In the article Rick Warren Builds Bridge to Muslims, published 2/23/12 in the Orange County Register and written by staff writer Jim Hinch, it was reported that Rick Warren of Saddleback Church was working on an interfaith document aimed at healing “divisions between evangelical Christians and Muslims by partnering with Southern California mosques and proposing a set of theological principles that includes acknowledging that Christians and Muslims worship the same God.”
Understandably, this article went off like a bomb inside the theological community. Bloggers blogged, talk show hosts talked, and social media sites were abuzz with discussion. What did this mean? Was Rick Warren now embracing the heretical, but trendy, new movement known as Chrislam? Eight days later, Rick Warren finally addressed the issue by giving a very clear and unambiguous statement affirming his Trinitarian, his Christian beliefs, and stating unequivocally that Christians and Muslims do not worship the same God. (The entire article can be read here.)
The problem with Rick Warren’s supposed clarification is that if you hold his statement up against his life’s actions, they don’t seem to add up. Now that Rick Warren has come out with his statement, I think we must take the statement at face value, but I think we can certainly ask questions. In some ways, it’s almost like he’s gone under oath and given his testimony. But since he has, we can now present the following Exhibits:
Exhibit A – Jim Hinch Did Attempt to Speak To Rick Warren
Jim Hinch, the writer of the original Orange County article in question, despite what Rick Warren claims, DID try to speak directly with Rick Warren but was told he was unavailable for comment:
RICK WARREN: “Those statements were made by a reporter, not by me. I did not say them … I do not believe them… I completely disagree with them … and no one even talked to me about that article!”
JIM HINCH: “I talked to sources both at Saddleback and in the Muslim community and all of them described the mutual outreach efforts and the attempt to find points of theological common ground. While reporting the story I asked to speak to Rick Warren but was told he was too busy for an interview.”
In addition to this, Jim Hinch, the writer of the article that caused such a dust-up is just a regular guy: he’s not a theologian, and to the best of my understanding, he’s not even a Christian. and after having assessed the data in front of him and after reading the King’s Way document, came to the conclusion that it was an interfaith document. The question should not be, “Did Jim Hinch lie?” (because he didn’t) but rather, it should be this: Why wasn’t the Christian gospel message so profoundly clear in the King’s Way document that it was abundantly clear to the secular, onlooking world (like Jim Hinch) that Muslims and Christians do not worship the same God?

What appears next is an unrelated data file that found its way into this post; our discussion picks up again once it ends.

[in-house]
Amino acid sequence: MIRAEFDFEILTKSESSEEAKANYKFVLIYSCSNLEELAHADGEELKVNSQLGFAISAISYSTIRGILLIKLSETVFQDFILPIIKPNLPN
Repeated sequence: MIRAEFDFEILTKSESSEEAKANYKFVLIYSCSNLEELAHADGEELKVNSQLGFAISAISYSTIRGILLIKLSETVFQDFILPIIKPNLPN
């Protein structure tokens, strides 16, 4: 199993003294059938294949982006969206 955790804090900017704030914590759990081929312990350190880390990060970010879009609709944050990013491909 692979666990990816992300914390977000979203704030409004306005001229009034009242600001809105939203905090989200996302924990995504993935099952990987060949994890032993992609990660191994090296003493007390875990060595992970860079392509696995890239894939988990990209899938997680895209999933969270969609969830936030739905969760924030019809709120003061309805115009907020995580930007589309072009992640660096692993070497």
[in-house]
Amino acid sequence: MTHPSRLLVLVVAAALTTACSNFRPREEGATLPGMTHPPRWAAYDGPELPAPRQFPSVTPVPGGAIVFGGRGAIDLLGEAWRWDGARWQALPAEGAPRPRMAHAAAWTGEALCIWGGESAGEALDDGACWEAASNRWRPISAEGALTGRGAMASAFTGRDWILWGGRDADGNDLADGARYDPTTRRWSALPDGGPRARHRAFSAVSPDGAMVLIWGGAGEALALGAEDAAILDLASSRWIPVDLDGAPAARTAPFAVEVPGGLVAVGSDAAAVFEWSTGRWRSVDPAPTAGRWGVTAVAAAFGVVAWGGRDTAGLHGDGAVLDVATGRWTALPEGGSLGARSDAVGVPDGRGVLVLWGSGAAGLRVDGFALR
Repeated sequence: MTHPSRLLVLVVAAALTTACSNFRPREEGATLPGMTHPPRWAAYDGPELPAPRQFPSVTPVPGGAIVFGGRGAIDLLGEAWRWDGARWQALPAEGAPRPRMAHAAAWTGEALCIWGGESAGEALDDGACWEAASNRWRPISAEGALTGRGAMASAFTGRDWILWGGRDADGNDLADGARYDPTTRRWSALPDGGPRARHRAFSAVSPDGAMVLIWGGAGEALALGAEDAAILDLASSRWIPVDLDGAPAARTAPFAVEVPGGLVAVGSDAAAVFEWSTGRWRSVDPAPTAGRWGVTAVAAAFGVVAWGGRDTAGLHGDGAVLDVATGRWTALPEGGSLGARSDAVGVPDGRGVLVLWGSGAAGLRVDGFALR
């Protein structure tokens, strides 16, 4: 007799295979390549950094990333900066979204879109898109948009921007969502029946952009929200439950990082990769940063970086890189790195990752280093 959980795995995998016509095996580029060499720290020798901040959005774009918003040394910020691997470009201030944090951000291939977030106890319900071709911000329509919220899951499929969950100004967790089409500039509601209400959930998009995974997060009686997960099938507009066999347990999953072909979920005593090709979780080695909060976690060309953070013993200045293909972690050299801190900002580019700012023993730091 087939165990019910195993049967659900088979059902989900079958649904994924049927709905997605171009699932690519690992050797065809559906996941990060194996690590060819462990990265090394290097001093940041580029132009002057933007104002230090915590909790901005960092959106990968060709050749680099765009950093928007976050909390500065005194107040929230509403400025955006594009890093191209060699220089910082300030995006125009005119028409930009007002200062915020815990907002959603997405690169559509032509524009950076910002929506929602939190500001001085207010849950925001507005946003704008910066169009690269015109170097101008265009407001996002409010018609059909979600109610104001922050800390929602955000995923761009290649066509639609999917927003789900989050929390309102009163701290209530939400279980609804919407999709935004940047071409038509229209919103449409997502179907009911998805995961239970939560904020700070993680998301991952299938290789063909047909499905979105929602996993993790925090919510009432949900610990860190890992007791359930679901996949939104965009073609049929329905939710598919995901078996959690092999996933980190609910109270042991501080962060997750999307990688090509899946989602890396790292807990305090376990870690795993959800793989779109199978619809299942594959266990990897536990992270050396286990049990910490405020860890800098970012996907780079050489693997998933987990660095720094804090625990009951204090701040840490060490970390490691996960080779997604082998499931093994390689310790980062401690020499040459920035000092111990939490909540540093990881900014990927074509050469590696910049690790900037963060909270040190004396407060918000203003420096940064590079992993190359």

Exhibit B – Presidential Inauguration
This exhibit includes the Presidential Inauguration, where Rick Warren gave a carefully worded interfaith prayer in which he gave one of the names of Jesus as “Issa.” This is NOT one of Jesus’ names. “Issa” is the Arabic name for the Jesus of the Qu’ran, and the Jesus in the Qu’ran is not the Jesus of the Bible, but “another Jesus” (2 Cor 11:4) who is not the Divine Son of God, nor the Savior who came to make atonement for sinners.
Exhibit C – Rick Warren Says It’s His Desire To Work with Muslims, Jews…Not Evangelize Them
Rick Warren’s has given on-the-record statements that he does not feel he needs to evangelize other faiths, but only wants to work together with them to better the community….
…..Jihad Turk, director of religious affairs at a mosque in California and also co-author of the King’s Way document crafted by Saddleback Church, said of the agreed upon parameters for the interfaith document: “We agreed we wouldn’t try to evangelize each other…….We’d witness to each other but it would be out of ‘Love Thy Neighbor,’ not focused on conversion.”
….In 2006, Rick Warren gave an interfaith talk at a Jewish temple, before which he told the organizer of the event (Rabbi Wolfson) that his interest was in “helping all houses of worship, not in converting Jews.”
A Common Word Between Us and You (Interfaith document created by the Muslim community, aimed at uniting Christians-Muslims)
A Christian Response to A Common Word Between Us and You (Interfaith document created by the Christian community, signed by Rick Warren)
The original appears complete with a comments section for you to join the discussion right here.